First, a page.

- Peter Riegert as Lt. Mitch Kellaway, a slightly cynical police detective who pursues the Mask, Dorian, and Niko throughout the film.
- Jim Doughan as Detective Doyle, Lt. Kellaway's slightly-inept partner.
- Peter Greene as Dorian Tyrell, a mafia officer who desires to kill his superior. When Dorian wears the Mask, he becomes a troll-like figure representing his malice, and exhibits beastial behavior.
- Amy Yasbeck as Peggy Brandt, a reporter with a crush on Stanley. In a deleted scene, the character is killed by Dorian when first transformed by the Mask.
- Orestes Matacena as Niko, the mafia boss of Edge City and owner of the Coco Bongo Club.
- Nancy Fish as Mrs. Peenman, Stanley's cantankerous land-lady.
- Tim Bagley as Irv Ripley, Mechanic on Ipkiss's car and Burt's brother.
- Johnny Williams as Burt Ripley, Mechanic on Ipkiss's car and Irv's brother.
- Reginald E. Cathey as Freeze, Dorian Tyrell's bodyguard and best friend.
- Denis Forest as Sweet Eddy, one of Tyrell's thugs.
- Ivory Ocean as Mayor Mitchell Tilton
- Joely Fisher as Maggie
- Ben Stein as Dr. Arthur Neuman, a psychologist who tells Ipkiss of the Mask being representative of Loki.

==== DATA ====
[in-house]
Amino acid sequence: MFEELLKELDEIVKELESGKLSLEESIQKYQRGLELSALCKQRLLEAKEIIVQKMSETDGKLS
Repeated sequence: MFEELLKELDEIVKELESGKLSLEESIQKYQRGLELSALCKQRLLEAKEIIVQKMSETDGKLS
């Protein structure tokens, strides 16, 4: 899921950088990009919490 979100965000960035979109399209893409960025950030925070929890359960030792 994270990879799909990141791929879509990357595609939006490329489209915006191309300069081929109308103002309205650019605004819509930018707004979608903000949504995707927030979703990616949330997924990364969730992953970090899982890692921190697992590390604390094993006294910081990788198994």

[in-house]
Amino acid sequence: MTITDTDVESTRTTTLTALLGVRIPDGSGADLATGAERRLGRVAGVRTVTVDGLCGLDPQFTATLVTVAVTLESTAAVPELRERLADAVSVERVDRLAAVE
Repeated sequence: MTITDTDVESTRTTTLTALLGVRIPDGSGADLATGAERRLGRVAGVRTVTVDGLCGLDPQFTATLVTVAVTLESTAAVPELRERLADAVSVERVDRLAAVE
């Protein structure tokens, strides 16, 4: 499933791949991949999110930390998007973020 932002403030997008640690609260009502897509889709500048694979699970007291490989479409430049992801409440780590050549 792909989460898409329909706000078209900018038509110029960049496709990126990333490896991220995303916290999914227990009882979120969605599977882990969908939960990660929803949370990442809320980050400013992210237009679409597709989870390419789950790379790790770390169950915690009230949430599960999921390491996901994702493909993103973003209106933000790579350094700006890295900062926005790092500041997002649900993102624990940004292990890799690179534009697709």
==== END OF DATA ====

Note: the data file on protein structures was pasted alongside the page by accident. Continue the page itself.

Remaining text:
The film was a box-office success, grossing $119 million domestically and over $350 million worldwide, becoming the second-highest grossing superhero movie at that time, behind Batman. Even though it has been out-grossed by several superhero movies throughout the years, it remains immensely popular, especially among children. The film also received positive reviews from critics, including Roger Ebert, of the Chicago Sun-Times, who gave the film 3 out of 4 stars, noting Jim Carrey for his "joyful performance." The Mask is one of three films featuring Carrey (the others being Ace Ventura: Pet Detective and Dumb and Dumber) released in 1994 that helped launch the actor to superstardom, though The Mask was the most successful of these three films both critically and commercially. The film is also notable for immediately establishing Diaz - previously a complete unknown - as a major star in Hollywood as well. The film is also considered a cult classic.